US: 76 higher education institutions investigated for alleged poor handling of sexual violence complaints
WORLD / U.S. – the U.S. Education Department (ED) is now investigating 76 schools for alleged Title IX violations.
Title IX is a law passed in 1972 that requires gender equity for boys and girls in every educational program that receives federal funding. It was created to prohibit sex discrimination in education programs. According to the NCAA, since nearly every educational institution is a recipient of Federal funds, they are required to comply with Title IX.
20% female college students face sexual assault
According to a report by prepared by the White House Task Force to Protect Students From Sexual Assault, one in five women will face sexual assault while attending college. The report further elaborated the situation: “Most often, it happens in her freshman or sophomore year. In the great majority of cases (75-80%), she knows her attacker, whether as an acquaintance, classmate, friend or (ex)boyfriend. Many are survivors of what’s called “incapacitated assault”: they are sexually abused while drugged, drunk, passed out, or otherwise incapacitated. And although fewer and harder to gauge, college men, too, are victimized.”
List of schools
The list of 76 tertiary institutions under investigation is listed below:
One such institution is the UCLA. The university has released a statement on its website. “UCLA has been informed that the campus has been added to a list of 76 colleges and universities under review by the U.S. Department of Education for Title IX compliance in the handling of allegations of sexual misconduct.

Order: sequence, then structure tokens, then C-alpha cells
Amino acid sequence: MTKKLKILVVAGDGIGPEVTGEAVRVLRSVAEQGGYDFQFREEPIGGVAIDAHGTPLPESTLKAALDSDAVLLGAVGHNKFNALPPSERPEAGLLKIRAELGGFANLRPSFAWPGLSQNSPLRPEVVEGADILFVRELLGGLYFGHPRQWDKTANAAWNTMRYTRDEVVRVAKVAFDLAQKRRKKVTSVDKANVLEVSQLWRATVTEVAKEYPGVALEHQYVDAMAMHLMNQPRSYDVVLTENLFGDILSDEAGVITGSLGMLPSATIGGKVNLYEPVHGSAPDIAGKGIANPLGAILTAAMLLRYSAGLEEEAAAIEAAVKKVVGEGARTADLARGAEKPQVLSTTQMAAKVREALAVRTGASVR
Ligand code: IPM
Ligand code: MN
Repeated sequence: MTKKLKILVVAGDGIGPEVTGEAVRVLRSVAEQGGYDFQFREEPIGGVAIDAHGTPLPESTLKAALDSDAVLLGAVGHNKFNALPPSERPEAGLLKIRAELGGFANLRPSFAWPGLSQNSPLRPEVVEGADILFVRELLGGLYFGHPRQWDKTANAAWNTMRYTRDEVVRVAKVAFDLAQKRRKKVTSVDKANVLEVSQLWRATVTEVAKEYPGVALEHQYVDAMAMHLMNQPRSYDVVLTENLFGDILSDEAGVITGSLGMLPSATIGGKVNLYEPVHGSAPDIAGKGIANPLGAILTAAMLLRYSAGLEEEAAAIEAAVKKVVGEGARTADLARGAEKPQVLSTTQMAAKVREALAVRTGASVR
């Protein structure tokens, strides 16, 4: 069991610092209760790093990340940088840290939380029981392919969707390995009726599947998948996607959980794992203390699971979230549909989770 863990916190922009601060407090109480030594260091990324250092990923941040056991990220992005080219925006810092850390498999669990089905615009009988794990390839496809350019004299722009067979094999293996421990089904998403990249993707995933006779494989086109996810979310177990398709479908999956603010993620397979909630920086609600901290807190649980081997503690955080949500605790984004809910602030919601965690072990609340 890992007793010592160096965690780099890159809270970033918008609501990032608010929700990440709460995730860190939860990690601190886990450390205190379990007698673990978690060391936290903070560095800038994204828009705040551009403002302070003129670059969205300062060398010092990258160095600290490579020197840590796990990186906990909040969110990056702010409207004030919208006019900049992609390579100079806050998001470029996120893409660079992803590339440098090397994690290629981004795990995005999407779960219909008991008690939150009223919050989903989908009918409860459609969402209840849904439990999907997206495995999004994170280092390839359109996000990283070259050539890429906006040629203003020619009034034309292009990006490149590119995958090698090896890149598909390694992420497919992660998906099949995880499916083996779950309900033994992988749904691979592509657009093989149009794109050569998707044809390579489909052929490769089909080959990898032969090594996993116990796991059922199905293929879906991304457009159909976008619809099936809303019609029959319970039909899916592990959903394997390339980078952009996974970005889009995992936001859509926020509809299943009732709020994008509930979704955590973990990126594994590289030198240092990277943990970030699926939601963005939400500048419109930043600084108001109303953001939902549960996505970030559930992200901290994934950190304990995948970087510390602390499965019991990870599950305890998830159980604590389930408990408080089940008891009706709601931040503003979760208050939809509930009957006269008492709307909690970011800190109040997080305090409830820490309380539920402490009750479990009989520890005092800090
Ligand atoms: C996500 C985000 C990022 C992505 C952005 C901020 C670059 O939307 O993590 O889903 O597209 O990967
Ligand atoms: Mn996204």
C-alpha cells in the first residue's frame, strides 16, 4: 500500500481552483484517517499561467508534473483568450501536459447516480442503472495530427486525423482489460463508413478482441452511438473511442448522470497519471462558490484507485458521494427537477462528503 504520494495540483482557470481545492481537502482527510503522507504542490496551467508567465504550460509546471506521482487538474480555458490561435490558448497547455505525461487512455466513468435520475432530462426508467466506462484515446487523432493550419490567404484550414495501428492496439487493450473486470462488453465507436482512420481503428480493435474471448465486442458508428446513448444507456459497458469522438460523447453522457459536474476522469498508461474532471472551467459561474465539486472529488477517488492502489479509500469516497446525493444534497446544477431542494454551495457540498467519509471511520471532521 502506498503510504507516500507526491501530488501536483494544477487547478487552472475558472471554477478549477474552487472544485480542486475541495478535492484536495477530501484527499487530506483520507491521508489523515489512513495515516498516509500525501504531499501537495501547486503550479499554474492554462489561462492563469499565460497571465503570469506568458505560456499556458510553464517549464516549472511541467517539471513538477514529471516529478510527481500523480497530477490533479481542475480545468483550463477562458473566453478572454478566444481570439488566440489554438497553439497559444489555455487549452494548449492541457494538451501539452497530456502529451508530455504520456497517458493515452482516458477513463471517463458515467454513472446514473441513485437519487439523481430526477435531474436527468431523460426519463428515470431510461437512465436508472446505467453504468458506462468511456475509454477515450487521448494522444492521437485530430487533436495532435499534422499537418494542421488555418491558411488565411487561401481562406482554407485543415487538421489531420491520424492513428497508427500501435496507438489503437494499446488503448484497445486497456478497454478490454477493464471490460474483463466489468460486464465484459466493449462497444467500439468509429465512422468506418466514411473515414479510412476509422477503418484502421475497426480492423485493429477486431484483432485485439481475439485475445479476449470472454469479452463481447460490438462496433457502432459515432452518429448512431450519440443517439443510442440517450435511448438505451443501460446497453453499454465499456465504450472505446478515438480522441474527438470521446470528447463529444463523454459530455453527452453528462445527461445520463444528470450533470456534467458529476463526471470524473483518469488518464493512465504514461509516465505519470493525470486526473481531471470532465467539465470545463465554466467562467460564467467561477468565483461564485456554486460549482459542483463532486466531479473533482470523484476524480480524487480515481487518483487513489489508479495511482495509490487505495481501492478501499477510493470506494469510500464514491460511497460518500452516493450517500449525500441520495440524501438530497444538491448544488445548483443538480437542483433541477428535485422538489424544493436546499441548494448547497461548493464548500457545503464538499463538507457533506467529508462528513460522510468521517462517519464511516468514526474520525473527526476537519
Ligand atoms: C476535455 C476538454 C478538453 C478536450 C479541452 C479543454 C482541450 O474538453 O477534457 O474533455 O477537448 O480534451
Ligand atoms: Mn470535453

UCLA is committed to fostering a safe and inclusive environment for our entire campus community. We take every complaint of sexual misconduct seriously, and offer a comprehensive range of care options for survivors. UCLA will work with the Department of Education in reviewing our practices relating to Title IX compliance.”
Schools have a crucial role to play
The White House report highlights the crucial role schools have to play in sexual assault allegations. “Sexual assault is a crime – and while some survivors turn to the criminal justice system, others look to their schools for help or recourse. Under federal law, when a school knows or reasonably should know that one of its students has been sexually assaulted, it is obligated to act. These two systems serve different (though often overlapping) goals.”
“The principal aim of the criminal system is to adjudicate a defendant’s guilt and serve justice. A school’s responsibility is broader: it is charged with providing a safe learning environment for all its students – and to give survivors the help they need to reclaim their educations. And that can mean a number of things – from giving a victim a confidential place to turn for advice and support, to effectively investigating and finding out what happened, to sanctioning the perpetrator, to doing everything we can to help a survivor recover.”
For information for students, schools, and anyone interested in finding resources on how to respond to and prevent sexual assault on college and university campuses, visit the Not Alone website set up by the U.S. government.